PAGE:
Going to the Campfire

1980 found me in New York, where a close-knit circle of women friends meditated together every Monday. During one session I was brought to a campfire, joining a very old Native American woman with long white braids. She began to tell me a story of a woman's life quest and, as I stared in the flames, I watched myself become the character in the story. To say it was an incredible experience would be an understatement; friends gathered around after, concerned at the flush on my face and completely dilated pupils. I was tingling from head to toe.

Many times after that, I returned to the same campfire and was told more stories, experiencing them as they unfolded. I began to write the stories down. The first tale had been the larger story that contained all the others, being about life, the fear of death and the connection to the infinite Great Mystery. When I wrote that first story, my mother-in-law was dying of ovarian cancer and I was taking care of her. I gave her the pages to read with a little trepidation (she was a very practical, real-world sort of person) and was gratified to find that it helped ease her fear and doubts in the final months of her life. It also opened the door for us to talk about life, death and love...not the daily conversations in my first husband's family, that's for sure, but she was desperate for just that.

The meditations and stories were very helpful to me during this difficult time, my first marriage crumbling around the events and my husband's alcoholism. What I didn't know at the time was that the woman always waiting at the campfire for me had plans and needs of her own, searching as she was for the old grey wolf.

Sunday, April 12, 2009

National Poetry Month

Three Wolves Running

He runs on my right side still,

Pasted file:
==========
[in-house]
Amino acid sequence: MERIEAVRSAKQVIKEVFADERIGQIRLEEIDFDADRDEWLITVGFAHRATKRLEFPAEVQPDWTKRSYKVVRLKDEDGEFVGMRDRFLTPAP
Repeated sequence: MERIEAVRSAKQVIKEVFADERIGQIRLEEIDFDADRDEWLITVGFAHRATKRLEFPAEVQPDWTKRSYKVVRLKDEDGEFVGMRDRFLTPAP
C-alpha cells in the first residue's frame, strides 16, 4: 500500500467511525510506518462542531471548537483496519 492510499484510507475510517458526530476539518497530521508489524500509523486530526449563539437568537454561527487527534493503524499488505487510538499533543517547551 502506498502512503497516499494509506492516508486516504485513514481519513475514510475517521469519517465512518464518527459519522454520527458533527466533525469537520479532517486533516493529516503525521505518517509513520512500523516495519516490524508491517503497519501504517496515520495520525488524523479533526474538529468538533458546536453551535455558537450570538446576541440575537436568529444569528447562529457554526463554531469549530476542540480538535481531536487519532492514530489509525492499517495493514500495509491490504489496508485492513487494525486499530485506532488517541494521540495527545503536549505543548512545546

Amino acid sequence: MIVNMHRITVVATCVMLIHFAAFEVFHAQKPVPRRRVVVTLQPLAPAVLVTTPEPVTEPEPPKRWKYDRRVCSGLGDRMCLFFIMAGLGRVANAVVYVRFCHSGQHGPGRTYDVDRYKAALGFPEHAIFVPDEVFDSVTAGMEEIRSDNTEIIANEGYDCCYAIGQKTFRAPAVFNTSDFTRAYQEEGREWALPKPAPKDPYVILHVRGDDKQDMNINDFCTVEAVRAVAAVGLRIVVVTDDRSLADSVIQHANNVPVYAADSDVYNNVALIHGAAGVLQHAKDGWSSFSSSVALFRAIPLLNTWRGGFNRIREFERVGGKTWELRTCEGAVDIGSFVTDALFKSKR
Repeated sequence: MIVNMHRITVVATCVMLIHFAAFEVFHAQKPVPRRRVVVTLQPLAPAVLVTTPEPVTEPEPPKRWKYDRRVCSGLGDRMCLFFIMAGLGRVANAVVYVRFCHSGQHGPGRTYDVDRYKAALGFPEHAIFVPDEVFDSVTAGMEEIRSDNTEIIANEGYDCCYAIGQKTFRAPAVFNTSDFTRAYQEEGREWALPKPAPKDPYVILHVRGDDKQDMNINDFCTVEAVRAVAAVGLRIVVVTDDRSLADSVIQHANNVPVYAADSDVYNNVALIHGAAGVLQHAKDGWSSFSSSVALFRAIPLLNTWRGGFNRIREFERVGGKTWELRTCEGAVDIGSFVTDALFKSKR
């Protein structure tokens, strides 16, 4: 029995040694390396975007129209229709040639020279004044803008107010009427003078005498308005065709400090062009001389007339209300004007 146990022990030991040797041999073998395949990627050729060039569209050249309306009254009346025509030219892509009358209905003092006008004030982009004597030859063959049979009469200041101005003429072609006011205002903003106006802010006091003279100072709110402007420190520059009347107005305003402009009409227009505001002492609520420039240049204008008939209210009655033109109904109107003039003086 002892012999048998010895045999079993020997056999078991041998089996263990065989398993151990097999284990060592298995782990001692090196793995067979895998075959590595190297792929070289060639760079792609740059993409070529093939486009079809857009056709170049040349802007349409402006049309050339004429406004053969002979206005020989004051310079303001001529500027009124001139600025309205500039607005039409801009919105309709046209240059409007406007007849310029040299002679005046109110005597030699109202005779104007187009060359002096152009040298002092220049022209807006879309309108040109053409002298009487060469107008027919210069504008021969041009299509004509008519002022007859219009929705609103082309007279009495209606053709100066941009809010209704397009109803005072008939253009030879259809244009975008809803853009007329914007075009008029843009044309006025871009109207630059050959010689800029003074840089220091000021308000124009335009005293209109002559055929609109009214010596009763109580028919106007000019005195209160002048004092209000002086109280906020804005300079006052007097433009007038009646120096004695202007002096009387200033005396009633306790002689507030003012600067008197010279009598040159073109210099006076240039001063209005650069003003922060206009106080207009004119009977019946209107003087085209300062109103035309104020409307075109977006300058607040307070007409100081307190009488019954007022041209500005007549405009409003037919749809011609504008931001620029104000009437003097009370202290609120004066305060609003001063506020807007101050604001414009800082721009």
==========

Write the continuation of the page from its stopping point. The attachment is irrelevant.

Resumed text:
four legs and the road's freedom
to turn.
Yes Beloved, I remember
a truck, a bedroll and that
great grey head.
Curling in your fur and stories,
a playful growl between us.
Deep in the dark of Steeple Mountains,
all trails led to your door
and let go.

She runs on my left side still,
amber eyes and the road's reading
to learn.
Yes Beloved, I remember
a fire, a teaching and your
panting breath.
I followed the scent of your
for the old grey between us.
Singing songs upon the moonlight,
three wolves running 'cross time,
and the ribboned line
of a howling highway.

Sunday, April 5, 2009

Siah Ah Tai

Meditation has always been my practice, thanks in great part to my second mother, who was also my first spiritual teacher. She was a human manifestation of Quan Yin (Chinese Goddess of Compassion) inside a tiny package, just the right size for a Brit toddler in Southeast Asia. Siah Ah Tai was my Amah (nursemaid) for a good chunk of life's first decade, spent in Malaysia and Singapore.

Tai was a Chinese Buddhist woman whose voice only raised in the marketplace, over the price of crab. With me, she was always soft-spoken and unconditionally loving. Her harshest discipline was to turn the black pearls of her eyes away from me...and I was immediately ready to make amends. She was my constant when the world was unreliable in its movement; her smile punctuated every understanding.

She would welcome me into the morning with prayer and meditation. While a light pink mist hung in the dawn and the muezzin called the faithful to Islamic prayer, I would be transported on the pungent smoke from her joss sticks, her bowing prayers and then...stillness. No words were necessary in the hours I rubbed coconut oil and the morning sun through the blue-black of her knee-length hair, or the hours she spent bringing me tea and moonlight in the night when I was writing. She taught me being...and how to listen for all the names and thoughts of the Creator within quiet, humble waiting. She is the Far East and the yellow chrysanthemum robe still met within meditation.